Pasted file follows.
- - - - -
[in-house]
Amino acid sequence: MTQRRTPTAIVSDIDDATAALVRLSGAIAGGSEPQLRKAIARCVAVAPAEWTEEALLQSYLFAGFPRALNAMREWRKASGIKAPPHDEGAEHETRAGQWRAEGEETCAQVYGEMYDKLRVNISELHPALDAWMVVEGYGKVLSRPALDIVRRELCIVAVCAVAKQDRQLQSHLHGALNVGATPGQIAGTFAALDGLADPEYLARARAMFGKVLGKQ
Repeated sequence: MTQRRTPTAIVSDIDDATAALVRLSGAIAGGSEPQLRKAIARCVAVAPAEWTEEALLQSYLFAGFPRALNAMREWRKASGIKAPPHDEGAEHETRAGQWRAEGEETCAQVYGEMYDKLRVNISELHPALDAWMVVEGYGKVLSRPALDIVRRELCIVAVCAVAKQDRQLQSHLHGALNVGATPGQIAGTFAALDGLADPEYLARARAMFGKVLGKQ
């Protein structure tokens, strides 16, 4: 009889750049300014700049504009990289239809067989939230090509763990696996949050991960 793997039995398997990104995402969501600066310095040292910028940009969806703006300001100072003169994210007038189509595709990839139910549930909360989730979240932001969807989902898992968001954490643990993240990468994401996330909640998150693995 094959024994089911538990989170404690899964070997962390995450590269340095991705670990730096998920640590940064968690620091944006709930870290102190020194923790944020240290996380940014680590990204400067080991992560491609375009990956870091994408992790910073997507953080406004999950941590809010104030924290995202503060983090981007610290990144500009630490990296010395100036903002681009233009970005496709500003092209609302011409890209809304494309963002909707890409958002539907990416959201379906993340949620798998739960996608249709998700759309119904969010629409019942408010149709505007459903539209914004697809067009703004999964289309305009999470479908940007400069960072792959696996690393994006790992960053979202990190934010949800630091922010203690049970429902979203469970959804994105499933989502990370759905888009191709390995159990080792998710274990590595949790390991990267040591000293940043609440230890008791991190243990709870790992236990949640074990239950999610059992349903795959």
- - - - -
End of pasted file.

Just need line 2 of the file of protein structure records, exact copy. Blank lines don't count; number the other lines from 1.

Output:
Amino acid sequence: MTQRRTPTAIVSDIDDATAALVRLSGAIAGGSEPQLRKAIARCVAVAPAEWTEEALLQSYLFAGFPRALNAMREWRKASGIKAPPHDEGAEHETRAGQWRAEGEETCAQVYGEMYDKLRVNISELHPALDAWMVVEGYGKVLSRPALDIVRRELCIVAVCAVAKQDRQLQSHLHGALNVGATPGQIAGTFAALDGLADPEYLARARAMFGKVLGKQ